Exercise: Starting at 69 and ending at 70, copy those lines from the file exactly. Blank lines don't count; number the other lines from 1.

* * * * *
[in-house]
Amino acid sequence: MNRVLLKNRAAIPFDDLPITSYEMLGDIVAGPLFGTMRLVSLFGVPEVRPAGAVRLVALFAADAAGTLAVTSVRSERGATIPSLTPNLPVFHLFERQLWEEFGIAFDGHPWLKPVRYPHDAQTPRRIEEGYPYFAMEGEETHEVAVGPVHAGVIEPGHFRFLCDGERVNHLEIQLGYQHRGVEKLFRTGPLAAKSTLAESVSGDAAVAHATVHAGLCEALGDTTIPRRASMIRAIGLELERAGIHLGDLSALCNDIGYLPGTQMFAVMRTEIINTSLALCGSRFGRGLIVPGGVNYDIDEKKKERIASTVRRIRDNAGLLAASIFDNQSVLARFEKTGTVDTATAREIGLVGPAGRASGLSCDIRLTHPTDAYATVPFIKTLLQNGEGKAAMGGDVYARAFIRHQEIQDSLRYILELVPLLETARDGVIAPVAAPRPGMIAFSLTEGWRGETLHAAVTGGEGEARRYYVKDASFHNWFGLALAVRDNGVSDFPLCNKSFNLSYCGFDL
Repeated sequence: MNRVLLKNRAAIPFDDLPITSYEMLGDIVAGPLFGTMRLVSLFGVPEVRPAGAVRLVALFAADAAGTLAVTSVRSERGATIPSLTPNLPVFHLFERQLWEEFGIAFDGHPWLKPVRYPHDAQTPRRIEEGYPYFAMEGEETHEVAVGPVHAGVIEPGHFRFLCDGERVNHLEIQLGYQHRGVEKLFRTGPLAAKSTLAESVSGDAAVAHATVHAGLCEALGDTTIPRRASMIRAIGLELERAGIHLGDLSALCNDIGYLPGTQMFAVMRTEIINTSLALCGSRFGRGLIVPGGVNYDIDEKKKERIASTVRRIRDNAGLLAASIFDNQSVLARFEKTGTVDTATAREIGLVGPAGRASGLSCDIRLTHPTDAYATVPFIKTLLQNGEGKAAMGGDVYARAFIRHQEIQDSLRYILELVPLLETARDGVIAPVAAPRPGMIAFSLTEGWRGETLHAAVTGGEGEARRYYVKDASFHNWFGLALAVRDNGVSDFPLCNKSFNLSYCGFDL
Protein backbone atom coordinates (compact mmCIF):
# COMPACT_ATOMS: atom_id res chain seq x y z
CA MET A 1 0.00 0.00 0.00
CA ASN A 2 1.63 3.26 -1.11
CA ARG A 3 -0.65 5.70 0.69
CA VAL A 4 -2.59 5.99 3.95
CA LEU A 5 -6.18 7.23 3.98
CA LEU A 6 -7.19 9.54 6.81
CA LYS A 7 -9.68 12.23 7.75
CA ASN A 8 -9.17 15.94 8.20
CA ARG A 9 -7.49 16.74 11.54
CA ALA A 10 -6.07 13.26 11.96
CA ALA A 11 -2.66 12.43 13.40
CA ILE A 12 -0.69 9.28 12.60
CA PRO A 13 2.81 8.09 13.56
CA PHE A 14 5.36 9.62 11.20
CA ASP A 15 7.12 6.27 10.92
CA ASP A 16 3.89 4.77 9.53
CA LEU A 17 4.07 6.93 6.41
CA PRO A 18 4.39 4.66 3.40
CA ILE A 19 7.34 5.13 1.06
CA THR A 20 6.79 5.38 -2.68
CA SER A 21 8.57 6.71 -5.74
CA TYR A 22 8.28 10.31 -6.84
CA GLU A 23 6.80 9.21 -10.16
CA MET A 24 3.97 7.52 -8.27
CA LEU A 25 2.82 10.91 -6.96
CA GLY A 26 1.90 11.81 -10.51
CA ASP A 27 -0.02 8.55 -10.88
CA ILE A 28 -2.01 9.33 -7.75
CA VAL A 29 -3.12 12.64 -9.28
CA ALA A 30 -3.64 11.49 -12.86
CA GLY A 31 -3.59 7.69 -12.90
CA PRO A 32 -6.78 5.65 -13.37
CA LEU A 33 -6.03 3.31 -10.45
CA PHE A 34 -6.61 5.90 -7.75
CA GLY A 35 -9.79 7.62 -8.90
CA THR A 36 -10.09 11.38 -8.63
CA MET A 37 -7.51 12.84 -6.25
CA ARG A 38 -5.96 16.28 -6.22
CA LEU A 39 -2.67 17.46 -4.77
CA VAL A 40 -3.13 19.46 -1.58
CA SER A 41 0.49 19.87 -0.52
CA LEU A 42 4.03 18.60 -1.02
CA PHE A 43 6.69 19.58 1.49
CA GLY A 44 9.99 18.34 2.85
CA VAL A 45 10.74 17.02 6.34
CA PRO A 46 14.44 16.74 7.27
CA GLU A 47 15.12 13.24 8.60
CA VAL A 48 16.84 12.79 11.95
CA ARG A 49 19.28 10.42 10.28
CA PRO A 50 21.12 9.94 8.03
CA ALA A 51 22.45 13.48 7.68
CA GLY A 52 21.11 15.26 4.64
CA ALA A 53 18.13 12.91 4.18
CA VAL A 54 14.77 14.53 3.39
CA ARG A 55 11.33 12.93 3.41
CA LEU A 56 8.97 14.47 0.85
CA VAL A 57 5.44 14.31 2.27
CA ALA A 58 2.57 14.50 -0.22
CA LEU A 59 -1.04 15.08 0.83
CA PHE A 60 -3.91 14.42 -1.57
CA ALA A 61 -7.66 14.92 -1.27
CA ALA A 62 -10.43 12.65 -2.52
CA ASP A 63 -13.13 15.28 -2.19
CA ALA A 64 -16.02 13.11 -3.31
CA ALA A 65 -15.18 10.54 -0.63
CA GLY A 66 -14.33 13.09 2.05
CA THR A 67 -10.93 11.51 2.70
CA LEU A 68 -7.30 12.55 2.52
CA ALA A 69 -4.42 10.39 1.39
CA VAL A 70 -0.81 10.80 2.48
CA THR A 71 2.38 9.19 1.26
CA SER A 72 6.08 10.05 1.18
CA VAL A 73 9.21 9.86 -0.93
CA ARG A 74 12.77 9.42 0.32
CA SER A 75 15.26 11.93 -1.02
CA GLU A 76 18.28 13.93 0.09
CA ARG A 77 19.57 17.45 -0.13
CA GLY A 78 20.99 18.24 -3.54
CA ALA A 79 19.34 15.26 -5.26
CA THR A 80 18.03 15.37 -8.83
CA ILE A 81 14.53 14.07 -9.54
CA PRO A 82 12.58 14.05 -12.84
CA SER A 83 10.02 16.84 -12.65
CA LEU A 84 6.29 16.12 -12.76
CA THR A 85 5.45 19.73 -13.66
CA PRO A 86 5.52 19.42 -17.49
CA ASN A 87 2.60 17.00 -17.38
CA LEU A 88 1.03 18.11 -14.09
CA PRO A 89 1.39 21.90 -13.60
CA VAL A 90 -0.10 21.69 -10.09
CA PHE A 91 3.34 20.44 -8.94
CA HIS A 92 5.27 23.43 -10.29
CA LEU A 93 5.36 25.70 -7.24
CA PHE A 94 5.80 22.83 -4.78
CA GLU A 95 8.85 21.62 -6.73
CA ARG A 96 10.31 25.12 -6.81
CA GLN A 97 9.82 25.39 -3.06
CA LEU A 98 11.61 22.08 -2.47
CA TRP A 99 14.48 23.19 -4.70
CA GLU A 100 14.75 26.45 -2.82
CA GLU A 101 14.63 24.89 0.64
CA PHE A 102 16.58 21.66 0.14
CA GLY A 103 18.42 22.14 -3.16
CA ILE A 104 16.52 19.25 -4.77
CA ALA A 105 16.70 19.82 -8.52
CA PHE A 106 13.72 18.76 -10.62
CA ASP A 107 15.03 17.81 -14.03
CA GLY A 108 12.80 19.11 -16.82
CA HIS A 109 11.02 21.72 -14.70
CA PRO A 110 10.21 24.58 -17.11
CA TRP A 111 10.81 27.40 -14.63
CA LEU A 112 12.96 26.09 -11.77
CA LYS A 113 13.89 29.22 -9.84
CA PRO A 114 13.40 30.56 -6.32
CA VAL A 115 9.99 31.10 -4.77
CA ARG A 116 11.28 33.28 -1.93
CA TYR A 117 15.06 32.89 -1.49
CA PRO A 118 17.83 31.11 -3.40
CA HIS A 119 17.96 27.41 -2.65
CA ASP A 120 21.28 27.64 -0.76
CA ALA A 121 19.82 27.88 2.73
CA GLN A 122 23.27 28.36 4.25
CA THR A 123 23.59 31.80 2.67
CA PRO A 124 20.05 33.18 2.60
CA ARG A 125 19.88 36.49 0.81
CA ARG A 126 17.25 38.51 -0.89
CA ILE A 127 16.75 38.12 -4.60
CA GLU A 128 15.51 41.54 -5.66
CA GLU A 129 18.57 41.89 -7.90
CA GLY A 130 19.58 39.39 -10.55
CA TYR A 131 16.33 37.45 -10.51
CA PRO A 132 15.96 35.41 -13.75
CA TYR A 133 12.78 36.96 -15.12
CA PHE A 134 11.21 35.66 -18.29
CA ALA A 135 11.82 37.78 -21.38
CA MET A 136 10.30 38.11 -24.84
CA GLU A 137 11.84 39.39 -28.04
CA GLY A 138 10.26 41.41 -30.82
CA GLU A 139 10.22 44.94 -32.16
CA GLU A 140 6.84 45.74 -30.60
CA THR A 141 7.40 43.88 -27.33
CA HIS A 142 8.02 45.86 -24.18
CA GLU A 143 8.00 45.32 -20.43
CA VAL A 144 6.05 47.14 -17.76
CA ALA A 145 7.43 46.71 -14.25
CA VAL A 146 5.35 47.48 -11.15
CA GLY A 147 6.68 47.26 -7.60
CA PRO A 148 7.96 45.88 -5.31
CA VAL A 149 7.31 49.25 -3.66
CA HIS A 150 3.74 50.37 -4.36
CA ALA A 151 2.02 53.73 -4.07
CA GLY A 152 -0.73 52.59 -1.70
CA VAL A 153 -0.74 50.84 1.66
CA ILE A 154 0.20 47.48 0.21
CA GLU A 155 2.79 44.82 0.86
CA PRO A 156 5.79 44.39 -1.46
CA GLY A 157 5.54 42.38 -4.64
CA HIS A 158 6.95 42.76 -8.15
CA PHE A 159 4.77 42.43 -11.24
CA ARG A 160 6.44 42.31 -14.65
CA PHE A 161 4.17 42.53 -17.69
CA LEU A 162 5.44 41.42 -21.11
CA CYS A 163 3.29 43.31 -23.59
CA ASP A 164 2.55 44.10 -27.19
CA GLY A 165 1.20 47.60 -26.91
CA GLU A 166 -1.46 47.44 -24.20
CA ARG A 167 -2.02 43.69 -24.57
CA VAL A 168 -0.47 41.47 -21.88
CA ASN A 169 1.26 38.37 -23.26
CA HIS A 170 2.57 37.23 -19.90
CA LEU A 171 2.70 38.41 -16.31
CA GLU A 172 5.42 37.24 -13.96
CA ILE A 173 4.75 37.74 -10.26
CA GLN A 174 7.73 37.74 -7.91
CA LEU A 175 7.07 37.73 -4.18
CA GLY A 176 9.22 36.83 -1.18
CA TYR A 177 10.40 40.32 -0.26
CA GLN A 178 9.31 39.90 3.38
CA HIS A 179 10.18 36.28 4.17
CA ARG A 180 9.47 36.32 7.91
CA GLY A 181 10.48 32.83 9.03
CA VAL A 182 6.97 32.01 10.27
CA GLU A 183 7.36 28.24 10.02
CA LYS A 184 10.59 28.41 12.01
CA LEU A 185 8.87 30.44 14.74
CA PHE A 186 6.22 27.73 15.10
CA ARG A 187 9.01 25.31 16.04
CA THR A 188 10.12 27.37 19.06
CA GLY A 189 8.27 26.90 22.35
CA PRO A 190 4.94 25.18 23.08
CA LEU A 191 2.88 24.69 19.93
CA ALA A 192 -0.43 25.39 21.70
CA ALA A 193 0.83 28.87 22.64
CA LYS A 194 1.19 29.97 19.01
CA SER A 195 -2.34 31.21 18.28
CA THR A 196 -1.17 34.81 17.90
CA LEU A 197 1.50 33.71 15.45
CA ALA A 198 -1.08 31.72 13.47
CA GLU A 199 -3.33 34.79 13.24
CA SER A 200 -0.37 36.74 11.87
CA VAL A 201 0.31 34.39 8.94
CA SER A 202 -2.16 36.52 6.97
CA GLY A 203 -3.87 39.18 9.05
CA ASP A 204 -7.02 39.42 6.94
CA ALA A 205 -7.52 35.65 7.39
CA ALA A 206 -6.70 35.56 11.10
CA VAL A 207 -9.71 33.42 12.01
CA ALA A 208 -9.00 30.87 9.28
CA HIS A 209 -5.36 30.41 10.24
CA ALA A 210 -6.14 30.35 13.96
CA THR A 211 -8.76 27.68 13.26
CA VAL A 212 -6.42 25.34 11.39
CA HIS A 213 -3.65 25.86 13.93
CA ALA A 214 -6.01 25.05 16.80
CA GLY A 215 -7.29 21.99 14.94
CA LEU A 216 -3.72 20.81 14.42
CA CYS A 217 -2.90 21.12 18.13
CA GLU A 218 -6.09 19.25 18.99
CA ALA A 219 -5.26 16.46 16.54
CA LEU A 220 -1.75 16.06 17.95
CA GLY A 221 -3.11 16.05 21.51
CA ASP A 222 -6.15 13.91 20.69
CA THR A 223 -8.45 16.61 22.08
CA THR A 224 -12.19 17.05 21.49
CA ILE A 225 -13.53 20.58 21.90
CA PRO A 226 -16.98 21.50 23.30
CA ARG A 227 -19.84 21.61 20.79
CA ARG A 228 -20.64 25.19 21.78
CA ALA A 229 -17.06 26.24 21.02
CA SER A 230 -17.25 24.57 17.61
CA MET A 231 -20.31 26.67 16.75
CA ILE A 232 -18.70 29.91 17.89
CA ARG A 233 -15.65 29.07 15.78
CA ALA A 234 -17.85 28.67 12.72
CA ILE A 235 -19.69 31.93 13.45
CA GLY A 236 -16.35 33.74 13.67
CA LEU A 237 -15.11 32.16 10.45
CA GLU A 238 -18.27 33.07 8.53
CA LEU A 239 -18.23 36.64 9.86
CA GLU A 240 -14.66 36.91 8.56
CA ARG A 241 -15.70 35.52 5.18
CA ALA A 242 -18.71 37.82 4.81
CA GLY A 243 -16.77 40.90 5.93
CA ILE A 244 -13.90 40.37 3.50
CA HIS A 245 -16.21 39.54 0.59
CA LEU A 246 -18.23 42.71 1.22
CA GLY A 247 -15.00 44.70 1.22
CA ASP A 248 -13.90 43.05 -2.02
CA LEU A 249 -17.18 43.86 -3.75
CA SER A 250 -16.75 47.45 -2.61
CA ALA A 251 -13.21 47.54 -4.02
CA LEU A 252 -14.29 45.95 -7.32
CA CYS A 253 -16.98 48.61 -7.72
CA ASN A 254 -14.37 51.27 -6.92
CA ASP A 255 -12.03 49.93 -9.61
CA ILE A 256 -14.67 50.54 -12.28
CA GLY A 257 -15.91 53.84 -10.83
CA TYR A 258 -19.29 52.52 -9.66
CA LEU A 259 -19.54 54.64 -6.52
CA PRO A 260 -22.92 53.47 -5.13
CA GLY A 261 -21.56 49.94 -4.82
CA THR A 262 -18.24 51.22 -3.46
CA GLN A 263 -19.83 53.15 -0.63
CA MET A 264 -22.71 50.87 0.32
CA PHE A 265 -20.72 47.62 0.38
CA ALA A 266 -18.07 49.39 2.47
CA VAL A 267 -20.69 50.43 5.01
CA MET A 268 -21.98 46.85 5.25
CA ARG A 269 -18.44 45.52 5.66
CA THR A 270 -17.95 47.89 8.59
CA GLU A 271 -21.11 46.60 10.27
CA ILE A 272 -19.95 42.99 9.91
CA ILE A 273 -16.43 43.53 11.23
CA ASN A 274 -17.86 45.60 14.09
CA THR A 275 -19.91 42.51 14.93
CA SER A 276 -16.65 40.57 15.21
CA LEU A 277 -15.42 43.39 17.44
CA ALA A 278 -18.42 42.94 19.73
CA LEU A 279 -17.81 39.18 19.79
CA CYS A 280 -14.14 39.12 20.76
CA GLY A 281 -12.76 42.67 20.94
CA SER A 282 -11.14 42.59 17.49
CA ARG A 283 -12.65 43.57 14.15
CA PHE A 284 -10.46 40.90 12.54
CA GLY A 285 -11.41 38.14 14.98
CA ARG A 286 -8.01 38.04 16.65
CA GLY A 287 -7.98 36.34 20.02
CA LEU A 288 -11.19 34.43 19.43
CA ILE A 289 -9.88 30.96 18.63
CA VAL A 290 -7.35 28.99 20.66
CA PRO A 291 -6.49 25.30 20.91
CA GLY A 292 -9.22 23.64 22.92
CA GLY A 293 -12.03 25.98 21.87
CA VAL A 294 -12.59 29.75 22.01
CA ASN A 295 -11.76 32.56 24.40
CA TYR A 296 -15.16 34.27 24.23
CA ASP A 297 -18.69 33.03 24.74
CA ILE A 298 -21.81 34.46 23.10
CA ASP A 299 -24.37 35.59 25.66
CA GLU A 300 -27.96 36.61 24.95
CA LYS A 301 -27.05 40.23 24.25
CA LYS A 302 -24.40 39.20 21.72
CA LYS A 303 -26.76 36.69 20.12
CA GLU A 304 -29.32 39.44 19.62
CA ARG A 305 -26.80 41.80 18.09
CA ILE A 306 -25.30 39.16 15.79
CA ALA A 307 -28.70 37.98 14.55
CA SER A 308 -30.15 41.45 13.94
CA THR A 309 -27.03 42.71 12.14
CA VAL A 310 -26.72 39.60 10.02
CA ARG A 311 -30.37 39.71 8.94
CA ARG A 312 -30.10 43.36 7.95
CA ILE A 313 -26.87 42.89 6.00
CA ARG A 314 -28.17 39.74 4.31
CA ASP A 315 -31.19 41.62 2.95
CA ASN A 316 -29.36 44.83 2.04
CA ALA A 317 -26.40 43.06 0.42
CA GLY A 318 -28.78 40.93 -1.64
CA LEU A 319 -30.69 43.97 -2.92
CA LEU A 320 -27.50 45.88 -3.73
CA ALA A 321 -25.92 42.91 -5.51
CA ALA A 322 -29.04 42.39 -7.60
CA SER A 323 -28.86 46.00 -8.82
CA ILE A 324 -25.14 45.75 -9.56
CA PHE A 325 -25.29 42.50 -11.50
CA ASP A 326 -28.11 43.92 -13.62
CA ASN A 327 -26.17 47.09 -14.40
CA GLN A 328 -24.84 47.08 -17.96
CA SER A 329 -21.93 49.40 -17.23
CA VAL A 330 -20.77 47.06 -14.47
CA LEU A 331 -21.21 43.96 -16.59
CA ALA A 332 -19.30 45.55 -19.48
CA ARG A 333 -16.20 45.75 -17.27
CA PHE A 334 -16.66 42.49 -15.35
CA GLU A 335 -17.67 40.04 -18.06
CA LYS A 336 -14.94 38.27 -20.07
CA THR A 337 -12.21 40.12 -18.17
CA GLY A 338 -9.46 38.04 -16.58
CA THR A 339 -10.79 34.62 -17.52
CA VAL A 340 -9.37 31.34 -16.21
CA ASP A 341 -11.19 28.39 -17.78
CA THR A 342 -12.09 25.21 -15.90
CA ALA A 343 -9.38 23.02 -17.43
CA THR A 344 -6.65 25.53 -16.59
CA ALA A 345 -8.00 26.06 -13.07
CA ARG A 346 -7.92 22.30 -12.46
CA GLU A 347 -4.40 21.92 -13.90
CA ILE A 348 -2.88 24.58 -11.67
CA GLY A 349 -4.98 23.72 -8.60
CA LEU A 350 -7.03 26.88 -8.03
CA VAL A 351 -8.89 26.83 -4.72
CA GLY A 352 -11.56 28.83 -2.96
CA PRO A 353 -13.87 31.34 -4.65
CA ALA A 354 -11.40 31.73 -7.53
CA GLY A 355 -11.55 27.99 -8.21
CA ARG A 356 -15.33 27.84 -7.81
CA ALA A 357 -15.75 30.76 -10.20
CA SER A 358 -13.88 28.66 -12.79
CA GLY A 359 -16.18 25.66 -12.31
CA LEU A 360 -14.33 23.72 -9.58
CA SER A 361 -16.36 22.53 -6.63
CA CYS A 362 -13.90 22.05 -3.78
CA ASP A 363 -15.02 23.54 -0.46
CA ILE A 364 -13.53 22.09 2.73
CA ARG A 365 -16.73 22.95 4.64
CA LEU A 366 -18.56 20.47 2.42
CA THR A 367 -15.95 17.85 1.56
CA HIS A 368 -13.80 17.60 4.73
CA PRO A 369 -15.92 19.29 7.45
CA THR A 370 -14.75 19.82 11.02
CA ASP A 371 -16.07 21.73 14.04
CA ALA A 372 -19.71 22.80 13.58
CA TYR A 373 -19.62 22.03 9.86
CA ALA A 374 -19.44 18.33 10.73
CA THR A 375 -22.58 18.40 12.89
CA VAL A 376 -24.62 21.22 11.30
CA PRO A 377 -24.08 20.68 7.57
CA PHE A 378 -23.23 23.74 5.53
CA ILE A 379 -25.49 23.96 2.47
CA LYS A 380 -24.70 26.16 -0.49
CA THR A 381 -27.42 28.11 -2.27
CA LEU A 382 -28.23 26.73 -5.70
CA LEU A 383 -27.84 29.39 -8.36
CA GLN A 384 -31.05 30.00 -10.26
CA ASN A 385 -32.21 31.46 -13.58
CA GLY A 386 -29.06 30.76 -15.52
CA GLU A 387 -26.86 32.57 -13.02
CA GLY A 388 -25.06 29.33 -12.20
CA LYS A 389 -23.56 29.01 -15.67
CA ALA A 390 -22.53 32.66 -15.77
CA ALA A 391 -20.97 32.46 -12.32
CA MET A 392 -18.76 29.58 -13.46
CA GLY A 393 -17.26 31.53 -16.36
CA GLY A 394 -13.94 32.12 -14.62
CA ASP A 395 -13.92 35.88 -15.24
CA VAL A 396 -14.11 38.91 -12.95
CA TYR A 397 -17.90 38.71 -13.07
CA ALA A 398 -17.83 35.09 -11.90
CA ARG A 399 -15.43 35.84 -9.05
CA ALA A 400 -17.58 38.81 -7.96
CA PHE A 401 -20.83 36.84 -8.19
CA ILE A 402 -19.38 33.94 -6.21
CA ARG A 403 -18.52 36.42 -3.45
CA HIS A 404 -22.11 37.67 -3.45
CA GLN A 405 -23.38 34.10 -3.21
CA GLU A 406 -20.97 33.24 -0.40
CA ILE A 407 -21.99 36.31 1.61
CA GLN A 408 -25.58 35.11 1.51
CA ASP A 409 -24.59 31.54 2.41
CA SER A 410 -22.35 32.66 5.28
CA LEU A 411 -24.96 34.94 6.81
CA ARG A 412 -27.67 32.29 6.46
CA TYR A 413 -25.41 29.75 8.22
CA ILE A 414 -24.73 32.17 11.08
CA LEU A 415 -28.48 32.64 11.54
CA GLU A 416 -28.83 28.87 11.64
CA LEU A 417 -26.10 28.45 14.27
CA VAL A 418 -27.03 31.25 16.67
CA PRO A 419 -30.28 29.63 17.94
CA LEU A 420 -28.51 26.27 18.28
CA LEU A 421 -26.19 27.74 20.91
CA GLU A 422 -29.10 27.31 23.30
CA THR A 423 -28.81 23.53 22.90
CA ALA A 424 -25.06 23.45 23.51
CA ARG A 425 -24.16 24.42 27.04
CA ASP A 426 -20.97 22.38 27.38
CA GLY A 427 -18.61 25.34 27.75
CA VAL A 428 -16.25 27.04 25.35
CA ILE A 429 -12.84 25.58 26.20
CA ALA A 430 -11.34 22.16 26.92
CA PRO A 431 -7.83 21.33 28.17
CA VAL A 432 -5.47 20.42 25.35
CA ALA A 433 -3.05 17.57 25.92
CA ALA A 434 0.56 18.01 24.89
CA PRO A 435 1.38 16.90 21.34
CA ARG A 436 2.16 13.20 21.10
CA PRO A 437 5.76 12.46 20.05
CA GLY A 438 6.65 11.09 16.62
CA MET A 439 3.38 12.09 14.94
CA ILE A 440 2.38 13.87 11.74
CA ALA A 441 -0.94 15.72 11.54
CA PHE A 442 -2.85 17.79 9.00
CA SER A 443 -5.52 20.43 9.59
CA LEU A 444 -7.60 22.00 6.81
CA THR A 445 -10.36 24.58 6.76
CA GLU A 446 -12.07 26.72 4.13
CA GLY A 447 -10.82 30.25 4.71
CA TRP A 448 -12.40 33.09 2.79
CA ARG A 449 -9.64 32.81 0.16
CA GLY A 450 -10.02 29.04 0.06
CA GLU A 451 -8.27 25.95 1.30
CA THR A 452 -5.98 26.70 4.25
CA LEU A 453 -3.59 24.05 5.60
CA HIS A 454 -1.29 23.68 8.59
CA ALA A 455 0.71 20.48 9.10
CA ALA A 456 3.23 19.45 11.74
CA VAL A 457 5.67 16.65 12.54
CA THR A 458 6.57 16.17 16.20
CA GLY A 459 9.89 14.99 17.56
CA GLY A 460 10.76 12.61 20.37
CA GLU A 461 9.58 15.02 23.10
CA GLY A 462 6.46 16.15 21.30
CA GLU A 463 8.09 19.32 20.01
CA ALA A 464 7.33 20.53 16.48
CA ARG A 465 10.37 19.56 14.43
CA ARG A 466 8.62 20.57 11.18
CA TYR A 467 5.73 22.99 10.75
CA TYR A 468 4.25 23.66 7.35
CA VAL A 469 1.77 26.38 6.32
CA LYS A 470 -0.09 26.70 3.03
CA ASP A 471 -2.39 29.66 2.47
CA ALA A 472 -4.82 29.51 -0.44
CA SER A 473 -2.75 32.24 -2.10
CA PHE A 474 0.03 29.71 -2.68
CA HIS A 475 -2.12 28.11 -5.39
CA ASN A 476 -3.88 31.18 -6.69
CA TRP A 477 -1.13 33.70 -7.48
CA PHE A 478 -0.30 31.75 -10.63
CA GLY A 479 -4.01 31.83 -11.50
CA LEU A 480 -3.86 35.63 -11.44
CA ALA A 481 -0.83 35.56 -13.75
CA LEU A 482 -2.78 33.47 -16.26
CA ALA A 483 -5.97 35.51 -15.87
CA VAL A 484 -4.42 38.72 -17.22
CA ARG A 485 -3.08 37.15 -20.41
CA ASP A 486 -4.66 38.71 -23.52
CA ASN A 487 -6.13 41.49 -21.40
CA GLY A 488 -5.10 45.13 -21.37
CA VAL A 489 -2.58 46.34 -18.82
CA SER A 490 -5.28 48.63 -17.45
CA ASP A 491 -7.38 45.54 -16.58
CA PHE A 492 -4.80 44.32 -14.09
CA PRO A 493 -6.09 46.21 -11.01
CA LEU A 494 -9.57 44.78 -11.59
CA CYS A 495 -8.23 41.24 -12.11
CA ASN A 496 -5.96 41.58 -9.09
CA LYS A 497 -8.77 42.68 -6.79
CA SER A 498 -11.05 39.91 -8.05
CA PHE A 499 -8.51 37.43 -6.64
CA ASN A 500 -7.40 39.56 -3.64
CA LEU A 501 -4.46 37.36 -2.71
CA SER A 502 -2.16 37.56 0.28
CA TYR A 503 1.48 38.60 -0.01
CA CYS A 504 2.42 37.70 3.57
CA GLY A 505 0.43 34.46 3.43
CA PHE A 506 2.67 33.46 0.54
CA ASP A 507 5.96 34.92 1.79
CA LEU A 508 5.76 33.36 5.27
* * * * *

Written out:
CA ALA A 64 -16.02 13.11 -3.31
CA ALA A 65 -15.18 10.54 -0.63